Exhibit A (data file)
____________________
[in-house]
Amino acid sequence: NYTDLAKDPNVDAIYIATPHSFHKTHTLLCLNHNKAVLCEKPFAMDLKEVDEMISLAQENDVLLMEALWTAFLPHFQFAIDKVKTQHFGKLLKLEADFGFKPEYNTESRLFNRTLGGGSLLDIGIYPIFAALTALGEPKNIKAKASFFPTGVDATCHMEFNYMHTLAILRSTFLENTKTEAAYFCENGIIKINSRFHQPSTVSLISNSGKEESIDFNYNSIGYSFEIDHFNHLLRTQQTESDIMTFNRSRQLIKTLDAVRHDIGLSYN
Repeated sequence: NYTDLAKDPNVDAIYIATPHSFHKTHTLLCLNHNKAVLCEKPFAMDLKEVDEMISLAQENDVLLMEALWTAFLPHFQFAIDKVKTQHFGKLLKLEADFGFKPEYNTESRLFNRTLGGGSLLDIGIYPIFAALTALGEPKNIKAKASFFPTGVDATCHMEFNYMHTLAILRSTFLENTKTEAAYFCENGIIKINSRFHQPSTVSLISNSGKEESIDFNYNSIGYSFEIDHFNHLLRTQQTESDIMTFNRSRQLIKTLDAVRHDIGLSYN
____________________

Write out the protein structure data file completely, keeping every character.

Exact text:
[in-house]
Amino acid sequence: NYTDLAKDPNVDAIYIATPHSFHKTHTLLCLNHNKAVLCEKPFAMDLKEVDEMISLAQENDVLLMEALWTAFLPHFQFAIDKVKTQHFGKLLKLEADFGFKPEYNTESRLFNRTLGGGSLLDIGIYPIFAALTALGEPKNIKAKASFFPTGVDATCHMEFNYMHTLAILRSTFLENTKTEAAYFCENGIIKINSRFHQPSTVSLISNSGKEESIDFNYNSIGYSFEIDHFNHLLRTQQTESDIMTFNRSRQLIKTLDAVRHDIGLSYN
Repeated sequence: NYTDLAKDPNVDAIYIATPHSFHKTHTLLCLNHNKAVLCEKPFAMDLKEVDEMISLAQENDVLLMEALWTAFLPHFQFAIDKVKTQHFGKLLKLEADFGFKPEYNTESRLFNRTLGGGSLLDIGIYPIFAALTALGEPKNIKAKASFFPTGVDATCHMEFNYMHTLAILRSTFLENTKTEAAYFCENGIIKINSRFHQPSTVSLISNSGKEESIDFNYNSIGYSFEIDHFNHLLRTQQTESDIMTFNRSRQLIKTLDAVRHDIGLSYN